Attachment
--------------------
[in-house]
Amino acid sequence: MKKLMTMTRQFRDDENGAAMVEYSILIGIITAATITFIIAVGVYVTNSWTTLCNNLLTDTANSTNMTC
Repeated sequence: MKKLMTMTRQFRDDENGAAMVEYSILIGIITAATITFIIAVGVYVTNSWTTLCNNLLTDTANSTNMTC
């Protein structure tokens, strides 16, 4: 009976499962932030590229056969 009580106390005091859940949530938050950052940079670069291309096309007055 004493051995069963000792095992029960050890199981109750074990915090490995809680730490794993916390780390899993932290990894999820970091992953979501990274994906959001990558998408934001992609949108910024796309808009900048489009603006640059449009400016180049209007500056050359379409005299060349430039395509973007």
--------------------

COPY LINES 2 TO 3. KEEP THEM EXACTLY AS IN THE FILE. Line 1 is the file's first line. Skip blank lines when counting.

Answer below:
Amino acid sequence: MKKLMTMTRQFRDDENGAAMVEYSILIGIITAATITFIIAVGVYVTNSWTTLCNNLLTDTANSTNMTC
Repeated sequence: MKKLMTMTRQFRDDENGAAMVEYSILIGIITAATITFIIAVGVYVTNSWTTLCNNLLTDTANSTNMTC